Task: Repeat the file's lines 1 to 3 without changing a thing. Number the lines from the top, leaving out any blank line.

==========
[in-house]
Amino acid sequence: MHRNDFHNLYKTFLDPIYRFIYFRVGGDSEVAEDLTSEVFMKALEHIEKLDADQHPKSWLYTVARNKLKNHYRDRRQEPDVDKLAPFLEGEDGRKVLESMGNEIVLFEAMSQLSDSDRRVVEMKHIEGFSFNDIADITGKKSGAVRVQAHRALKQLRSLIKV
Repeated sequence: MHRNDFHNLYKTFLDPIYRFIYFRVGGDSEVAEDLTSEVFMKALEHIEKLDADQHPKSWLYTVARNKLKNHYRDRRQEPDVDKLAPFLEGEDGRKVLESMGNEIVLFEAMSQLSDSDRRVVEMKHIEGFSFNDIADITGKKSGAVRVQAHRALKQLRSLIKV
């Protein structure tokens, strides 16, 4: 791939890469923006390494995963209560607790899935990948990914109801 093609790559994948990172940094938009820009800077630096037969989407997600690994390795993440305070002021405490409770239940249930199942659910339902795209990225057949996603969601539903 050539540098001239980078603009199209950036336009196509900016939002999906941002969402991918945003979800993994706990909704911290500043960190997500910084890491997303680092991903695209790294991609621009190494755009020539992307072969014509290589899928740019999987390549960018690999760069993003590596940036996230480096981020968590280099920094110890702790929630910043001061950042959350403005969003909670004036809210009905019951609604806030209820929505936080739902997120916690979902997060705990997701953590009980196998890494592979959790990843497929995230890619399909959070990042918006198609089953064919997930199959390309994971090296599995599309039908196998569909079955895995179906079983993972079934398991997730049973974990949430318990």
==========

[in-house]
Amino acid sequence: MHRNDFHNLYKTFLDPIYRFIYFRVGGDSEVAEDLTSEVFMKALEHIEKLDADQHPKSWLYTVARNKLKNHYRDRRQEPDVDKLAPFLEGEDGRKVLESMGNEIVLFEAMSQLSDSDRRVVEMKHIEGFSFNDIADITGKKSGAVRVQAHRALKQLRSLIKV
Repeated sequence: MHRNDFHNLYKTFLDPIYRFIYFRVGGDSEVAEDLTSEVFMKALEHIEKLDADQHPKSWLYTVARNKLKNHYRDRRQEPDVDKLAPFLEGEDGRKVLESMGNEIVLFEAMSQLSDSDRRVVEMKHIEGFSFNDIADITGKKSGAVRVQAHRALKQLRSLIKV